Can I enable/disable an LDO (more specifically NCV8163AMX280TBG) by using the I2C SCL signal? This would allow me to turn ON the regulator once a master starts the I2C protocol and turn it off once the master stops communicating via I2C.

If possible, what extra components do I need (caps & diodes probably)?

Any help is appreciated.

PS: The I2C configuration is 1 master to N slaves.

PPS: the regulator turns on at 1.2V and the circuit will be powered from 3.3V

Details: This will be an array of small sensors and actuators built around STM8L001. There will be one STM8L001 for each sensor and actuator. There is a contraint on cost and the number of wires. Currently I have 2 wires for power + 2 wires for communication. When the master wakes up it needs a way to wake up the slaves as well.

I currently see the below options to enable this behaviour:

  • 1 extra wire to drive the ENABLE pin on the LDO from the master (master wakes up, starts i2c, enables the GPIO that starts all the LDOs on the slaves)
  • using MOSFETs to power up/down the entire power rail
  • using the SCL signal to signal the ENABLE pin on the LDO

The sexiest option is the last one as it is the cheapest.

The below schematic is for the slave. As you can see it is a minimal design using STM8L001 with the ENABLE pin directly on the power rail.


  • 1
    \$\begingroup\$ The first transition in an i2c transaction is SDA going low for the START condition. If you wait for an SCL transition to turn on the peripheral, they won't see the START event. \$\endgroup\$
    – The Photon
    Sep 1, 2018 at 16:37
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    \$\begingroup\$ Adding to @Photons comment, the regulator takes about 120us to turn on, which makes it necessary to send dummy I2C commands to get things started. Why can't you use a DIO pin to enable the regulator? \$\endgroup\$ Sep 1, 2018 at 16:41
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    \$\begingroup\$ Harder to work around, having an unpowered device on the bus might hold SCL and SDA low. \$\endgroup\$
    – The Photon
    Sep 1, 2018 at 16:55
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    \$\begingroup\$ smiron - I can think of a way to do this which avoids all of the issues raised in comments so far. However it pushes cost & complexity into other parts of the design. So instead of continuing down this path, let's go back a few steps. This sounds a bit like an XY-problem as you are clearly trying to enable/disable the LDO for some underlying reason, but you haven't disclosed that reason; you also want to use SCL to do that, again for an undisclosed reason. There are other ways, but we don't know why you didn't choose them. \$\endgroup\$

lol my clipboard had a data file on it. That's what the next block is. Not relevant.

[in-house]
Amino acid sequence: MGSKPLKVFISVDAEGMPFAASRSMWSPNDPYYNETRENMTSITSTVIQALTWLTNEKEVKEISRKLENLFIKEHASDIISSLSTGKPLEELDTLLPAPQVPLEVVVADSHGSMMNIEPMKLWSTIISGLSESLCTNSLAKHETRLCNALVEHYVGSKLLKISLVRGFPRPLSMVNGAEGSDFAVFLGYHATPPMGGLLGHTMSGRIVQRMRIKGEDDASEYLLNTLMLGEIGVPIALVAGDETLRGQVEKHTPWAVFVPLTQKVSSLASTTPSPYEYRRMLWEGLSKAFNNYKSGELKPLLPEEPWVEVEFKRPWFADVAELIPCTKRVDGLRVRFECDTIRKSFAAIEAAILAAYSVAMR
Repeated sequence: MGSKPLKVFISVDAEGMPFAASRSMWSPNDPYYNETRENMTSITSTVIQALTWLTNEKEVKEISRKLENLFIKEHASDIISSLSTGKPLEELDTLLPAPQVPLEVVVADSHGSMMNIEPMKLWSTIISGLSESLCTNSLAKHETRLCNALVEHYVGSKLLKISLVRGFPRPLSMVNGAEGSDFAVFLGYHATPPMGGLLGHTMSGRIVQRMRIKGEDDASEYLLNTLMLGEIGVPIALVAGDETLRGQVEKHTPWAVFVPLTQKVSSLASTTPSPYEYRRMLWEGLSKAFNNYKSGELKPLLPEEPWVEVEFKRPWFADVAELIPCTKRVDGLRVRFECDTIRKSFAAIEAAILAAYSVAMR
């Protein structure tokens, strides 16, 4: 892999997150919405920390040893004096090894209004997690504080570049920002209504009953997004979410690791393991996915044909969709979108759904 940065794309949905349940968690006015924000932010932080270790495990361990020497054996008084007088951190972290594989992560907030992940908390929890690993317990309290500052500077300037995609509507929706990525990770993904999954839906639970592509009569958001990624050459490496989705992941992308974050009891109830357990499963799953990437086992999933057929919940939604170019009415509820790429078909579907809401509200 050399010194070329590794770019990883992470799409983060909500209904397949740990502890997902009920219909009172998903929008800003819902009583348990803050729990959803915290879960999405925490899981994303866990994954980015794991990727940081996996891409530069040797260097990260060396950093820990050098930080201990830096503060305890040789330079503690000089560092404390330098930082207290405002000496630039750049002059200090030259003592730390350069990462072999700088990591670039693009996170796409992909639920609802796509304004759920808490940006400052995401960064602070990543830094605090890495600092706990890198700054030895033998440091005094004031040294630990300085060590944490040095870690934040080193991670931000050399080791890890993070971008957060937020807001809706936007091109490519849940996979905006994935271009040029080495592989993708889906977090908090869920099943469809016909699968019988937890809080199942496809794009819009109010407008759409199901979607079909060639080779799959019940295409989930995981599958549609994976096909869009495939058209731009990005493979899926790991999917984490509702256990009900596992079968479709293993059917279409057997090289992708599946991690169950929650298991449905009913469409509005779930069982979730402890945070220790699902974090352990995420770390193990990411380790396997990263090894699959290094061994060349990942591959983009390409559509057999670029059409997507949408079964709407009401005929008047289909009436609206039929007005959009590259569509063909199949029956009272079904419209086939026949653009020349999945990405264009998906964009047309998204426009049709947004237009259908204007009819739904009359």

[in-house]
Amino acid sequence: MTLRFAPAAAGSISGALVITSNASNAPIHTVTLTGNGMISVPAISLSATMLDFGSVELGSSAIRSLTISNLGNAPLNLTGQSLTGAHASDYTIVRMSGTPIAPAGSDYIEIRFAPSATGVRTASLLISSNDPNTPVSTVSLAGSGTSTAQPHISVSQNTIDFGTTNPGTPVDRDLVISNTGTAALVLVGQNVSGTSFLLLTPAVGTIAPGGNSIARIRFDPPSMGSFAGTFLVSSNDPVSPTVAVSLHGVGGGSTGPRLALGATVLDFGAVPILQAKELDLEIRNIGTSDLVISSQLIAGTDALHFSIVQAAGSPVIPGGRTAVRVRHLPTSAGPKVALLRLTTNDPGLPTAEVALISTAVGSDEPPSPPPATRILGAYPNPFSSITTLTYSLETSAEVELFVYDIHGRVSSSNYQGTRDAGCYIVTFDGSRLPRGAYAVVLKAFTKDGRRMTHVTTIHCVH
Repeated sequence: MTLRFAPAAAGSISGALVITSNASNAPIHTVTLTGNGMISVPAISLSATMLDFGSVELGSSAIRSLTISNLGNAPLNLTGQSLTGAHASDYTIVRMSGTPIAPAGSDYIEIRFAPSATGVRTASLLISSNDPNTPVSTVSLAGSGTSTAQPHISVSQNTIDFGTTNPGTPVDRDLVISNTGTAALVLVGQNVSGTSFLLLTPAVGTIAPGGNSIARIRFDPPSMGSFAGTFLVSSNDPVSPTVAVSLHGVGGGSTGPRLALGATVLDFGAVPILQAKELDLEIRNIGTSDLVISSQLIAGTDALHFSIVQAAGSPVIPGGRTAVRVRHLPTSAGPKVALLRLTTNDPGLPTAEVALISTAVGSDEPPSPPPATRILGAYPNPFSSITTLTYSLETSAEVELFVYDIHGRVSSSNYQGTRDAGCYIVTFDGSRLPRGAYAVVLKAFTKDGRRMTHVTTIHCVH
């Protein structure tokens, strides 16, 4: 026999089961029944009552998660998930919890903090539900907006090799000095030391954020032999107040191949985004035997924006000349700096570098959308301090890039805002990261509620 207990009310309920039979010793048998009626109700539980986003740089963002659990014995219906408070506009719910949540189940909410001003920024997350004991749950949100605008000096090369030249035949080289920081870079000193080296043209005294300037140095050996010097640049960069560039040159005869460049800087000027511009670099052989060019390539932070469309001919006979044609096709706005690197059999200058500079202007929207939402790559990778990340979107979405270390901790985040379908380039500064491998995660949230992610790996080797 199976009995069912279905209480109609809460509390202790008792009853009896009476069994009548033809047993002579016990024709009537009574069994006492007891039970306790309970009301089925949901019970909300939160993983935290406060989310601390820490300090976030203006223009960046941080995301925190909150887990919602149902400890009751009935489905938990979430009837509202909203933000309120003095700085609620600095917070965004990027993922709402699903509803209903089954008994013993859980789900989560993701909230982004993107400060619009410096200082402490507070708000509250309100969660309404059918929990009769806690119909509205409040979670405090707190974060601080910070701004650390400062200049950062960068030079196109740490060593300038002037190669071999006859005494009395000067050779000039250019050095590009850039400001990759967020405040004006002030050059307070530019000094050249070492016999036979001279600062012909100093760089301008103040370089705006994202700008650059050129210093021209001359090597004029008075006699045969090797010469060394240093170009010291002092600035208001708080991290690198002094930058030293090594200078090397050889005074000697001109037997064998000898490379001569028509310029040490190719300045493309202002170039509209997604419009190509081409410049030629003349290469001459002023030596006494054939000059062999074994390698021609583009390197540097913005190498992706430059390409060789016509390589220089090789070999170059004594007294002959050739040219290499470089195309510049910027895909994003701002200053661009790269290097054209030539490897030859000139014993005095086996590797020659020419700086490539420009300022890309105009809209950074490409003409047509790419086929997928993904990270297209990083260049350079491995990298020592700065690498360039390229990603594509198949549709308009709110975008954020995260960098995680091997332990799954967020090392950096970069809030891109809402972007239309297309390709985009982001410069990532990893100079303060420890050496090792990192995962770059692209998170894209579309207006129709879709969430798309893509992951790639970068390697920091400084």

– SamGibson
    Sep 1, 2018 at 18:07
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    \$\begingroup\$ [continued] Therefore can you please add more context & background information into the question (e.g. why are you wanting to enable/disable the LDO? Is the power saving so important?) and explain your reasoning for wanting to use SCL (e.g. lack of other GPIO?) Adding a schematic (or at least a block diagram) of your design so far will also help e.g. you can use it to show us where any engineering constraints are, in order to possibly get alternative approaches to solving whatever the underlying problem is. Thanks. \$\endgroup\$
    – SamGibson
    Sep 1, 2018 at 18:13

1 Answer 1


Reusing the SCL for this purpose would enable me to have this behaviour for the lowest cost & complexity.

What?! You need to add some time delay circuit to each slave. Are you saying it would be cheaper and simpler than adding one MOSFET on power rail?

Also, keep in mind that most chips specify maximum I/O voltage relative to VCC. Your I2C pull-ups will feed it to unpowered slaves, pushing them over maximum specified rating. What often happens in this case is that protection diodes pass this voltage to power rails waking up the chip. But since the current is usually insufficient the MCU enters this semi-powered state which sometimes ends up damaging the chip.